Salt Lake City injury attorney Lynn Harris has the experience and skill to represent those that have been seriously injured in boating accidents. Many people have suffered serious injuries as a direct result of boating accidents including: brain injury, spinal cord injury, burn injury, electrical injury, and fatal injury (wrongful death). Attorney Lynn Harris has the experience necessary to successfully represent cases involving these types of injuries.
What Vessels Are Considered "Boats"?
Perhaps you've been in an accident and are not sure whether the vessel involved is considered a boat; inflatables, personal watercraft, and kayaks may fall into such a category. The Coast Guard's definition of "personal watercraft" is a craft less than 13 feet long, designed to be operated by one or more people who sit, stand, or kneel in or on the craft, as opposed to being within the confines of a hull. Here's a list of the vessels that the Coast Guard defines as boats for the purposes of their data:
- Auxiliary sailboats
- Cabin motorcraft
- Jet boats
- Open motorboats
- Personal watercraft
- Pontoon boats
Types of Boating Accidents
The most common type of boating accident is when one vessel collides with another, but there are many other ways in which you or a loved one could be injured or killed in a boating accident:
An individual may:
- Fall overboard
- Fall from a dock onto a boat
- Fall inside the boat
- Be struck by a propeller or motor, or
- Be overcome by carbon monoxide.
Or the boat may:
- Collide with a floating or fixed object
- Collide with a water skier, jet ski, or swimmer
- Go aground unexpectedly, or
- Strike a submerged object, such as rocks.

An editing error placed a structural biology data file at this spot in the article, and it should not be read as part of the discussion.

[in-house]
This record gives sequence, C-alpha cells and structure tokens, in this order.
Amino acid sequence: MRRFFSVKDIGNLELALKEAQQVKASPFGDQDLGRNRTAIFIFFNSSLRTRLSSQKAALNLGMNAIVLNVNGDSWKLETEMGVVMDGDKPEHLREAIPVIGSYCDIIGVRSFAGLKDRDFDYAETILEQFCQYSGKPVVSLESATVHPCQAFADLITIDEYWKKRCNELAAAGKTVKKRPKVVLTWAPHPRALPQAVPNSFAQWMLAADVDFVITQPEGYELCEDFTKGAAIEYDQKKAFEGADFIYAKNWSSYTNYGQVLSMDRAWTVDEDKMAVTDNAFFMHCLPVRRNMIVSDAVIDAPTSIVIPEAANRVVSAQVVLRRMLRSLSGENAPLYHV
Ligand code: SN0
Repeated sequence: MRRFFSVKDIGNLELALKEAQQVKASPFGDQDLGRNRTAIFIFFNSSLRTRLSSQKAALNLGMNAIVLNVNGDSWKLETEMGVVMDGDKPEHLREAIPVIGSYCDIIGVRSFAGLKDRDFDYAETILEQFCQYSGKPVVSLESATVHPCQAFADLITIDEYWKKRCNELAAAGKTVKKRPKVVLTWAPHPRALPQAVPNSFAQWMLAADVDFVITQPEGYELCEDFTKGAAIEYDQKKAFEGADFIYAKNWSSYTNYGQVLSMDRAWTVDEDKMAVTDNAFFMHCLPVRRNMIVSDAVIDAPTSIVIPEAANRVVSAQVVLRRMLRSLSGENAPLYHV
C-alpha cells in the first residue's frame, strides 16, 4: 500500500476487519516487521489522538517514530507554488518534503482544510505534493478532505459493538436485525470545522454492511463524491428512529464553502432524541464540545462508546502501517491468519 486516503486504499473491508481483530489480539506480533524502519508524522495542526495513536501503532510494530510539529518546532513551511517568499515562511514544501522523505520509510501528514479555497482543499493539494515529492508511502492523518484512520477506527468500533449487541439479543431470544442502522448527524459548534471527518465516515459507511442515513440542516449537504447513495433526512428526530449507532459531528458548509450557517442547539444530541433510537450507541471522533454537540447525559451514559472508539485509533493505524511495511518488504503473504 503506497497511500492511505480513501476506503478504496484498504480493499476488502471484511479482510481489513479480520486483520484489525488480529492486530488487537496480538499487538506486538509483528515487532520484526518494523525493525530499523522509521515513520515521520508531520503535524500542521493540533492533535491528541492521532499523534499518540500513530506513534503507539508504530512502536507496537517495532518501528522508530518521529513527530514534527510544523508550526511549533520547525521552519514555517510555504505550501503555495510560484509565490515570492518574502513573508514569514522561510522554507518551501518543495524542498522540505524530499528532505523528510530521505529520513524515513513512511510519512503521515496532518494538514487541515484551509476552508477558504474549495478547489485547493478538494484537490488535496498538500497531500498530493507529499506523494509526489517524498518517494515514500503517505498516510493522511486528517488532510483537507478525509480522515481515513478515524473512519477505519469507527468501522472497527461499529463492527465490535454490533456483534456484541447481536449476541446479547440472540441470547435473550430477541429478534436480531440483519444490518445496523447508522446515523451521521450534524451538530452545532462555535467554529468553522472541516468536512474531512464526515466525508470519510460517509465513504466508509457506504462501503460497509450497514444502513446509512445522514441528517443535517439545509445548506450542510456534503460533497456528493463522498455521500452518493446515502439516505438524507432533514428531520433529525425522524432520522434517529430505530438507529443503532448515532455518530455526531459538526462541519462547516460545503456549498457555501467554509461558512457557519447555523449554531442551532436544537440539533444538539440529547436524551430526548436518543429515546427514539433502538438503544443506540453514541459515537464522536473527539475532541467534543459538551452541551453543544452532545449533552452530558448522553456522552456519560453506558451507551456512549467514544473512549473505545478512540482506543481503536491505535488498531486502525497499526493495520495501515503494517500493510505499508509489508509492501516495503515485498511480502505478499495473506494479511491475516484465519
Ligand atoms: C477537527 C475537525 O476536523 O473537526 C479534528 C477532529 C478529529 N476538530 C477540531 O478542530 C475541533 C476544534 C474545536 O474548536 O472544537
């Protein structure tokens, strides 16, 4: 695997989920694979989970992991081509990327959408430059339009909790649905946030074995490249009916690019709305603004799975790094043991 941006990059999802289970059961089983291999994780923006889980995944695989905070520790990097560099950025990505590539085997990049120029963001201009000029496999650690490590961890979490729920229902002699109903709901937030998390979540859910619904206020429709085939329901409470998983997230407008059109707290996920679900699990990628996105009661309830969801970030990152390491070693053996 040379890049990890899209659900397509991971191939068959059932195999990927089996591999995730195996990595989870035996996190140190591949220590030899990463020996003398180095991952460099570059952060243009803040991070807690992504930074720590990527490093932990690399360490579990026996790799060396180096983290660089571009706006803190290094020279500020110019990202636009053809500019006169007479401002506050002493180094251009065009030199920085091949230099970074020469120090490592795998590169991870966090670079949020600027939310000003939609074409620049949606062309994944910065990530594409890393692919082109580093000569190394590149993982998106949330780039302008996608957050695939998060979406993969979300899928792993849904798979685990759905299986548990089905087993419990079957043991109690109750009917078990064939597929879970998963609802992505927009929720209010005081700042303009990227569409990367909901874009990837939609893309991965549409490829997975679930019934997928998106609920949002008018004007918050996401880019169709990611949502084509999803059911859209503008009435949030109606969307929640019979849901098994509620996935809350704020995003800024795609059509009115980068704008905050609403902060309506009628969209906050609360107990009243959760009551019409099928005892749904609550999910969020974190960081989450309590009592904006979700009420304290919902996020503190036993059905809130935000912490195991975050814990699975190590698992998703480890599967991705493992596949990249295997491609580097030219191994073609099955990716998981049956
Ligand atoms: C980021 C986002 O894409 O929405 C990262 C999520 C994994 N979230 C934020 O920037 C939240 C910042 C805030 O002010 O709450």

In addition, the following events may occur as a result of the accident:
- Fuel-related explosion
- Flooding of the vessel
- Sinking of the vessel
According to the Coast Guard, falls overboard and capsizing were the most frequently reported types of fatal boating accidents in the United States in 2005, and these two categories accounted for the majority (59 percent) of all boating fatalities. About 70 percent of the people killed in U.S. boating accidents in 2005 drowned (and 87 percent of these drowning victims weren't wearing a lifejacket).
Causes of Boating Accidents
The vast majority of boating accidents are caused by mishandling of the boat — carelessness, recklessness, and negligence. Examples of significant boat operator liability are:
- Operator inexperience
- Operator inattention
- Excessive speed
- Alcohol consumption
These are all significant factors, directly causing many accidents. Understandably, the Coast Guard's slogan for boaters these days is "You're In Command — Boat Responsibly."
Other common contributors to boating accidents are:
- Improper loading of passengers (usually too many for the craft)
- Machinery failure (e.g., steering, fuel system, or engine failure)
- The environment (e.g., bad weather, hazardous waters, or a congested area)